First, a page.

dances of Senegal’s 15 ethnic groups to enrich their theatrical
and to preserve the West African cultural heritage.
The Washington Post concurs. "Throughout years of international
touring, Le Ballet National du Senegal has presented the traditional
movement and music of its country in the most direct and heartfelt
fashion imaginable. Rhythm is the source of all that it does, the
language that allows for instant communication among the dancers and
with the spectators. "
Musical accompaniment for the Ballet National du
performances is provided by its own ensemble who beat out the
on drums and traditional instruments that fuel the dancers’ art. Live
music, performed onstage together with the dance, is the spine of
the performance, uniting dancers and musicians as well as performers
and spectators. Instruments native to West African culture that will
be featured in the show include the Kora, a kind of 21-stringed harp
made from a large gourd known for its soft sonorities, and the Balafon
Dalinke, a xylophone-like instrument resembling the marimba which
is used to greet the King and Queen in their palace. Also featured
in the Lama, a small drum described as "the joy of Senegalese
women" for the way its pulsations give free rein to the women’s
undulating sensuality. Finally, another stringed instrument, the Dan,
is played as part of the theatrical initiation ceremony, an instrument
dedicated to traditional celebratory events and originally played
only by initiated men.
"Kuuyamba" is designed to bring audiences a close view of
ritual dance in Senegalese culture. Its title is derived from
culture, and the dance drama itself focuses on the initiation rites
of young people attaining adulthood in their traditional community.
The word "Kuuyamba" describes the second sojourn into the
sacred forest where the initiation from adolescence into adulthood
takes place. Through music, dance, and song, the ceremonies are said
to restore the beauty and freedom of the body.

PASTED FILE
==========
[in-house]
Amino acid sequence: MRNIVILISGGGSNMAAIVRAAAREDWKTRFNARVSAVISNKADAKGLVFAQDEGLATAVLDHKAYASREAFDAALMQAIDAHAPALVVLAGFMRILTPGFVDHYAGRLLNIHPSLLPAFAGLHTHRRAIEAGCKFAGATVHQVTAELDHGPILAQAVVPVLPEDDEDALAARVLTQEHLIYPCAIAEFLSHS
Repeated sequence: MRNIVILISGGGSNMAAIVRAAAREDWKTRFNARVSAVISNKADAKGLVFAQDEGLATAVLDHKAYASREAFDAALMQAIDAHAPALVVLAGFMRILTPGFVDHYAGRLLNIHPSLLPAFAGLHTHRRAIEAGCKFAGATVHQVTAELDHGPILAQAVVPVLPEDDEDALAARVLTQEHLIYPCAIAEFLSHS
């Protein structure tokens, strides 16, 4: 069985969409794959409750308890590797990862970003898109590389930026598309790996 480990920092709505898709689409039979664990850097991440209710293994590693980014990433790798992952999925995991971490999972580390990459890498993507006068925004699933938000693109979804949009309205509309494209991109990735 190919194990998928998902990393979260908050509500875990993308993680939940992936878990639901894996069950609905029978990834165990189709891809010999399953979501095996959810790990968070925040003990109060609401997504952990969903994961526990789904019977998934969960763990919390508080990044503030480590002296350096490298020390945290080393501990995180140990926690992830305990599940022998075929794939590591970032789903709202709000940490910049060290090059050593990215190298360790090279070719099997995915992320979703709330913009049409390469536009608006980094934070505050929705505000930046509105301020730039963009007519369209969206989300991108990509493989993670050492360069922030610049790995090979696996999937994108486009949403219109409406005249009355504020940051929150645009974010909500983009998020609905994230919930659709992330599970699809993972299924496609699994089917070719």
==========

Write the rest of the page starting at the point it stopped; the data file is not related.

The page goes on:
"Kuuyamba" is composed of three parts: the Sama, the Djigui,
and the Silimbo. The Sama is danced by the young people being
to the accompaniment of sacred songs. They invoke the spirits and
ask the permission of the gods to perform the Silimbo (or initiation).
During the Djigui, the chief of the village comes out after a mystic
"chat" with the spirits and announces the good news: the
have given their approval and the Silimbo will take place.
The third step, the performance of the Silimbo, is a celebration of
rhythm, colors, the beauty of the body, and the magnificence of West
African percussion. Eight sections comprise the performance of the
Silimbo and include two musical interludes on Kora, Balafon Dalinke,
and the Dan.
The dance scenes include the Bara Mbaye, an opportunity for masters
of their art to join together and talk to the sound and music played
by these instruments. The young "Ndananes," experts of rhythm
and dance, face off as rivals competing for the attentions of the
Senegalese women who beat the "lama," or small drum. Again
the very notion of the challenge dance illustrated here took root
in America from its African origins. It shows up in early 20th century
street corner challenges between tap dancers, and became a key
in break dance and hip-hop dance innovation.
After generations of fusion and assimilation, Le Ballet National du
Senegal still travels the globe to give audiences of all ethnicities
direct access to the source of its age-old dancing joy.
— Nicole Plett
Avenue, New Brunswick, 877-782-8311. "Kuuyamba" based on
initiation rites of Mandingue culture. $20 to $32. Friday, November
15, 8 p.m.
member takes place at 7 p.m. at the United Methodist Church, sponsored
Corrections or additions?
This page is published by PrincetonInfo.com
— the web site for U.S. 1 Newspaper in Princeton, New Jersey.